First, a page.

The bodies we trust to deliver an accurate, historical commercial record are doing their best to keep up with an industry that's changing every day, but they can't really help but fall behind. What does it mean when an artist sells a million albums to a corporation? What does it mean when the biggest song of Drake's career is kept from the No. 1 spot it deserves by exclusivity agreements? The road to a revised all-in-one metric has been bumpy at best, and this week the RIAA has enacted a huge change in an attempt to keep up with the definition of what a hit record is.
Jamieson Cox: Micah, there's never been a more confusing time to watch the music charts. Billboard has to fold in radio airplay, traditional sales, digital sales, and streaming data to accurately depict the popularity of new singles and albums; artists are partnering with streaming services and tech companies for promotional campaigns and exclusivity windows; release dates are being thrown into the wind, rendered totally meaningless by the digital era. (And none of this obscures the fact that overall sales are still tanking, Adele or no Adele.) We know more than ever about how music is being distributed and consumed, but the meaning of all that information has never been more difficult to understand.
Would it surprise you if I said it's complicated?
I can't think of a better example than the release of Rihanna's new album ANTI, which was finally made available last week after years of preparation and scattershot promotion. In one respect, it was the least successful release of Rihanna's career by several orders of magnitude: the album leaked hours before it was supposed to go on sale, and it ended up debuting at No. 27 on Billboard's weekly album charts. (According to Nielsen, the album sold fewer than 1,000 digital copies, and it won't be physically released until February 5th.) Look at it another way, and it's proof Rihanna is more popular and vital than ever: over 1.47 million copies of ANTI were downloaded in under a day, and it topped the charts in 68 countries. What's the real story?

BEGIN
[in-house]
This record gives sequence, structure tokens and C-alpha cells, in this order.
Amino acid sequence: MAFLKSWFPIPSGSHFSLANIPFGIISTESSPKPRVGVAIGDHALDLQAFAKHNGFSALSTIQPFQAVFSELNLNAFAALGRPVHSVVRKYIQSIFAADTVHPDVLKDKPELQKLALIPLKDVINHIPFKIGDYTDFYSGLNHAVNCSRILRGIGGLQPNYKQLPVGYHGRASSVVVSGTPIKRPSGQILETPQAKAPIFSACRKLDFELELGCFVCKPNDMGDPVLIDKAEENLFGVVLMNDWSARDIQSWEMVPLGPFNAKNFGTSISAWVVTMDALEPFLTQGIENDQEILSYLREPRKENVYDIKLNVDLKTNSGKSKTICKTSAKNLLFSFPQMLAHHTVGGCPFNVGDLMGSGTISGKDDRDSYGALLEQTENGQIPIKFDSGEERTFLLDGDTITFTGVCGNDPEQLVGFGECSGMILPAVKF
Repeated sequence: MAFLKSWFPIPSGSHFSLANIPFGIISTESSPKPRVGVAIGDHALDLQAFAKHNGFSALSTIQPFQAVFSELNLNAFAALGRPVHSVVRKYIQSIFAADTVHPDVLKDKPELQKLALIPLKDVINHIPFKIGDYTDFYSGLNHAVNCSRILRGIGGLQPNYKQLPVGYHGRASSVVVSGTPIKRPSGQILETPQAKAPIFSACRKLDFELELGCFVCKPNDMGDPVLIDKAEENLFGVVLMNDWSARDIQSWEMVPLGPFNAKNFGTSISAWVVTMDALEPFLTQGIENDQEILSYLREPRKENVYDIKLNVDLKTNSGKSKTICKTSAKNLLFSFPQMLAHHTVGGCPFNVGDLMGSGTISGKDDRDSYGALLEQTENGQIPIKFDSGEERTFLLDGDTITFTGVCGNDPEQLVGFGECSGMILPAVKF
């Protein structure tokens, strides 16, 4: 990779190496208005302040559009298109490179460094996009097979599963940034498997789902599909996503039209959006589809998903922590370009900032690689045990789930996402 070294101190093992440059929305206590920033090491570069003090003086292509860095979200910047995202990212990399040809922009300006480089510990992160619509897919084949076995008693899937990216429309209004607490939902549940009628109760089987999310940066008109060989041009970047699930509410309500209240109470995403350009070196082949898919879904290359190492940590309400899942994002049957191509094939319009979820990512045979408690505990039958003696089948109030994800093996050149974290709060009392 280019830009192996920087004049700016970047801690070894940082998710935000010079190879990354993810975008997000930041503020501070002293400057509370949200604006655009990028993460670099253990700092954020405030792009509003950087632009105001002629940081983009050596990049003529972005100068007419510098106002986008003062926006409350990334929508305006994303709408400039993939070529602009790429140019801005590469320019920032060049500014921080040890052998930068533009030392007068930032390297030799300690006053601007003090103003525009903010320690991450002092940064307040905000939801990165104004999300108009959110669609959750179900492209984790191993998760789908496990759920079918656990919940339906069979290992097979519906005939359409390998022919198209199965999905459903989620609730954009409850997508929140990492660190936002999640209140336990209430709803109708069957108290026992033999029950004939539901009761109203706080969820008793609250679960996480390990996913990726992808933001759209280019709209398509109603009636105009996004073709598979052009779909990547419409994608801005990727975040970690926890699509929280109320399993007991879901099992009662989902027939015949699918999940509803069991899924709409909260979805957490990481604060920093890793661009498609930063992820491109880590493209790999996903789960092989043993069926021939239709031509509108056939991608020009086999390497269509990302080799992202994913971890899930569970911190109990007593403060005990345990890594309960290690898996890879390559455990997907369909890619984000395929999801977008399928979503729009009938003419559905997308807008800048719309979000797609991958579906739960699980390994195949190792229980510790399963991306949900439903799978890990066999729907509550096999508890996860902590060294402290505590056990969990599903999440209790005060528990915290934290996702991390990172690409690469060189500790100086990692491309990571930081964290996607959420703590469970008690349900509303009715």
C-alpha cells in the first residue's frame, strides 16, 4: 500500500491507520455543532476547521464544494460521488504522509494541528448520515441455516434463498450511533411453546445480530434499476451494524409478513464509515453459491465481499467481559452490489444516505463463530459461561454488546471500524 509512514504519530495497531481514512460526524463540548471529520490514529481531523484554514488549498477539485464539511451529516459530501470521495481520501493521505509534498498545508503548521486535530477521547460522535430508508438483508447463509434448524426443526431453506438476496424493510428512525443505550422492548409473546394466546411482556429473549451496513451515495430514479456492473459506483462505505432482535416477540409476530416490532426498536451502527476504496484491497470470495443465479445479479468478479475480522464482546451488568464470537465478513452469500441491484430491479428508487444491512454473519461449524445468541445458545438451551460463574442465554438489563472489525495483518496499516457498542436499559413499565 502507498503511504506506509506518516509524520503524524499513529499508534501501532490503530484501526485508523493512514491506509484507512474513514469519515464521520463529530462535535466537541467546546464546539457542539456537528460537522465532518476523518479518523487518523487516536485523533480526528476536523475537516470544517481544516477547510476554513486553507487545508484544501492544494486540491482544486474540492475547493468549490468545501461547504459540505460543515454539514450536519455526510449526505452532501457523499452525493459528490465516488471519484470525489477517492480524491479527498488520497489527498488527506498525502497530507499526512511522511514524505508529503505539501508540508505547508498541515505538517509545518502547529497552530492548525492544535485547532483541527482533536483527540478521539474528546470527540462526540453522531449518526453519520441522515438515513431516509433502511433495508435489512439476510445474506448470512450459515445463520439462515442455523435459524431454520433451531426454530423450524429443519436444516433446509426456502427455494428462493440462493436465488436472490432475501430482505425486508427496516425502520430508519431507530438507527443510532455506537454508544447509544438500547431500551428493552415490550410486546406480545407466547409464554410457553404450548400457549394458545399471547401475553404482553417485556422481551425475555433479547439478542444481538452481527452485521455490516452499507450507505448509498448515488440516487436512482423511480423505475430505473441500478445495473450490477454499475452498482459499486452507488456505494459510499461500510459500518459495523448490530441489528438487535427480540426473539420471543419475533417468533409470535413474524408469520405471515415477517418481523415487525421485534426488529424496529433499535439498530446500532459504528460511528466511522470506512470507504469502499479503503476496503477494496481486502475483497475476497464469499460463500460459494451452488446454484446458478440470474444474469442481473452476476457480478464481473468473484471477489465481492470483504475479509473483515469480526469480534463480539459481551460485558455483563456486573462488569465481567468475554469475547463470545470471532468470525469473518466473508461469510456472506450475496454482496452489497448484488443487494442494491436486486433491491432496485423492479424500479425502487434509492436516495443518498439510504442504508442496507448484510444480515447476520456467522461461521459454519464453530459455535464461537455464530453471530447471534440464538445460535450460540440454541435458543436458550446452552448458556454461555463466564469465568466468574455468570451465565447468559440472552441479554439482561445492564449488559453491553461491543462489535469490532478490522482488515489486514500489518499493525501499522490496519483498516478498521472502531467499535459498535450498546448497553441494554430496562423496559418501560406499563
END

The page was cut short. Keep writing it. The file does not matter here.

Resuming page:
Micah Singleton: Would it surprise you if I said it's complicated? Let's start with that 1.47 million figure, which is flashy but misleading. Rihanna didn't sell 1.47 million copies in 15 hours: she gave them away as part of a deal with Samsung, which helped promote ANTI and is sponsoring Rihanna's upcoming world tour. Billboard doesn't count free promotions in its calculations, so all of the copies were struck from that record. If ANTI were released on a Friday instead of a Wednesday, it probably wouldn't have mattered — she would've sold enough post-giveaway copies during the tracking week to reach No. 1. (When Jay Z struck a similar deal with Samsung and gave away copies of his 2013 album Magna Carta Holy Grail, it still topped the charts.)
That didn't happen, of course: a few hours after leaking, ANTI was released through Tidal late Wednesday night. It was exclusively accessible through the service for a full 24 hours: users could download their free copy, stream the album in full, or buy a copy once the downloads ran out. By the time it was made available on iTunes late Thursday night, Nielsen's tracking week had wrapped up. That's how one of the world's most popular artists had a smaller debut sales week than nearly all of her contemporaries.